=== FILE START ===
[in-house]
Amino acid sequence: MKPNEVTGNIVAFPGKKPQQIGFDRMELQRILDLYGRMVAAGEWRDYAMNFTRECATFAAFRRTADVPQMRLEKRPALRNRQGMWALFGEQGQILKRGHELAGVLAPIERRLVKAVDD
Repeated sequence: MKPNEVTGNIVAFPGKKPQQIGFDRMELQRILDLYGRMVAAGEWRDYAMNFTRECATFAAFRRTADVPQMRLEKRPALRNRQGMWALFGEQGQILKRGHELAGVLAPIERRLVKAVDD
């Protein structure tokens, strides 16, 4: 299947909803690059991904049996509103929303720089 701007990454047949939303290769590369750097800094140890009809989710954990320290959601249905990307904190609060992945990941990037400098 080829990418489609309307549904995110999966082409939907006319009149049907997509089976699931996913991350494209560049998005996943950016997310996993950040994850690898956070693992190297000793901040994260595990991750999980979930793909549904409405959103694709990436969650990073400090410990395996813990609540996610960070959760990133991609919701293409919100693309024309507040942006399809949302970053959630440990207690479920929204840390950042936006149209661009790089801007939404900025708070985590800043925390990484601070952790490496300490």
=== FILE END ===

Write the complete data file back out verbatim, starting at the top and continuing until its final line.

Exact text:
[in-house]
Amino acid sequence: MKPNEVTGNIVAFPGKKPQQIGFDRMELQRILDLYGRMVAAGEWRDYAMNFTRECATFAAFRRTADVPQMRLEKRPALRNRQGMWALFGEQGQILKRGHELAGVLAPIERRLVKAVDD
Repeated sequence: MKPNEVTGNIVAFPGKKPQQIGFDRMELQRILDLYGRMVAAGEWRDYAMNFTRECATFAAFRRTADVPQMRLEKRPALRNRQGMWALFGEQGQILKRGHELAGVLAPIERRLVKAVDD
């Protein structure tokens, strides 16, 4: 299947909803690059991904049996509103929303720089 701007990454047949939303290769590369750097800094140890009809989710954990320290959601249905990307904190609060992945990941990037400098 080829990418489609309307549904995110999966082409939907006319009149049907997509089976699931996913991350494209560049998005996943950016997310996993950040994850690898956070693992190297000793901040994260595990991750999980979930793909549904409405959103694709990436969650990073400090410990395996813990609540996610960070959760990133991609919701293409919100693309024309507040942006399809949302970053959630440990207690479920929204840390950042936006149209661009790089801007939404900025708070985590800043925390990484601070952790490496300490």